That not all ancient churches would take this hop, skip and jump should be obvious.  Nevertheless, we have here the makings of an explanation for how Origen, writing in the early 3rd century, could assume paedo-baptism to be a practice passed down from the apostles and why Tertullian should feel the need to argue against the (apparently widespread) practice.  The fact that the practice was not explicitlyordained by any NT text helps to explain why in many cases the evidence from Christian children’s gravestones indicates that children were often baptized strictly in cases of emergency and why many in the 4th century, though Christians, postponed baptism until either ordination (e.g., Ambrose of Milan) or death (e.g., Gregory of Nazianzus, Constantine) seemed immanent.  The theological interconnection between the Spirit, baptism and circumcision helps explain why at least some of these baptismal procrastinators (e.g., Augustine, Gregory of Nazianzus) would go on to exhort parents to baptize their children without delay. 

My point is that paedo-baptism as it came to be practiced within the ancient and medieval church was an understandable and probably legitimate development of apostolic baptismal practices and theologies, not that it was the only legitimate development of the apostolic practices and doctrine.  In short, the messiness of the baptismal practices and theologies of the apostolic period begat the messiness of the baptismal practices and theologies of the patristic period, but, nevertheless, therein lay the seeds of what would eventually become the Church’s predominant practice: paedo-baptism.  Now, whether those seeds should have been allowed to germinate is another matter….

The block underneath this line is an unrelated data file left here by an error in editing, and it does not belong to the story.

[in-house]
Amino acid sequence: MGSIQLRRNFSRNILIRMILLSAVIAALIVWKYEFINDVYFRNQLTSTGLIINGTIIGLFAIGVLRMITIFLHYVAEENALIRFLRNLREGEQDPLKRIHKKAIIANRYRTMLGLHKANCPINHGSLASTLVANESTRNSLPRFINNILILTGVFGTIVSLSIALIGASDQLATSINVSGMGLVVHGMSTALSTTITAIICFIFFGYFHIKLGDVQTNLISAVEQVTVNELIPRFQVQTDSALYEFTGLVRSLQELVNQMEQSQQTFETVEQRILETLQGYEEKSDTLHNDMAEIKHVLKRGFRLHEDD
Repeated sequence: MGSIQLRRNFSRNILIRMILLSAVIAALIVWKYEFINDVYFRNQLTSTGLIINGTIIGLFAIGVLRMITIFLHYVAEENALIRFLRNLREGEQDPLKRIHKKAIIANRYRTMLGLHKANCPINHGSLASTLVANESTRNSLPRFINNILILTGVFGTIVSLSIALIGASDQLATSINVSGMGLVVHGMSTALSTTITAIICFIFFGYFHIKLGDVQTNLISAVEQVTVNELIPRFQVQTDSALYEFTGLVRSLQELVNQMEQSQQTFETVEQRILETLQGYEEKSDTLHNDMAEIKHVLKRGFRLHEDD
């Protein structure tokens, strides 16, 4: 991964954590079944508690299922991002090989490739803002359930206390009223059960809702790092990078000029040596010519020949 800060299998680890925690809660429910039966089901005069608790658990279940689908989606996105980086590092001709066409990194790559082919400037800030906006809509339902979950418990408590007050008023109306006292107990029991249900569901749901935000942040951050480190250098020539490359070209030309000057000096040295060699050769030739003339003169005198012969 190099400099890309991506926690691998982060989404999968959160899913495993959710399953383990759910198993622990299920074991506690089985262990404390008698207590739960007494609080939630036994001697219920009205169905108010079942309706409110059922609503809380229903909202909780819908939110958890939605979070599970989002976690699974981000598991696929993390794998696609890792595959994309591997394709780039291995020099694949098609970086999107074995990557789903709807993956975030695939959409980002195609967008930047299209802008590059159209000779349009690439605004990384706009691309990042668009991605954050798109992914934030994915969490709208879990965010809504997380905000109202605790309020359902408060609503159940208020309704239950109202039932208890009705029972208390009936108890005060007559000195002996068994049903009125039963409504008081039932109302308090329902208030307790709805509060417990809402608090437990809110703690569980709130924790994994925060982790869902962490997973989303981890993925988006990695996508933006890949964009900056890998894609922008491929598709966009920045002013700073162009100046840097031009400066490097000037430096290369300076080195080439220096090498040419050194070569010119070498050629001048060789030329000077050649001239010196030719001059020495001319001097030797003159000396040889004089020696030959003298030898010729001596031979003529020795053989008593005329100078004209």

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The other week I was having coffee with a new-found friend from the Baptist church I have been attending recently.  Like myself, she is a closet paedo-baptist but, nevertheless, in order to join the church, she gladly submitted to undergoing “believer’s” (ana!)baptism.  For whatever reason this revelation set me to h’rumphing and shifting uneasily in my seat.  Of course, people who have been baptized as infants are frequently (re)baptized by Baptist churches.  That comes as no surprise.  What caught me off-guard, I think, was the realization that some folks who were being (re)baptized had not discounted their christening as illegitmate nor bought into the theology of credo- (or “believers'”) baptism.

As I’ve said before, The Summit is a vibrant, healthy, happening church, and so, in some ways, I suppose I should not be surprised that folks who resonate with the church’s ethos and mission but not necessarily with their baptismal theology, would submit to the latter in order to participate in the former.  And on further reflection, it seems to me that there is something profoundly right about subordinating one’s personal sacramental preferences to the interests of community and mission.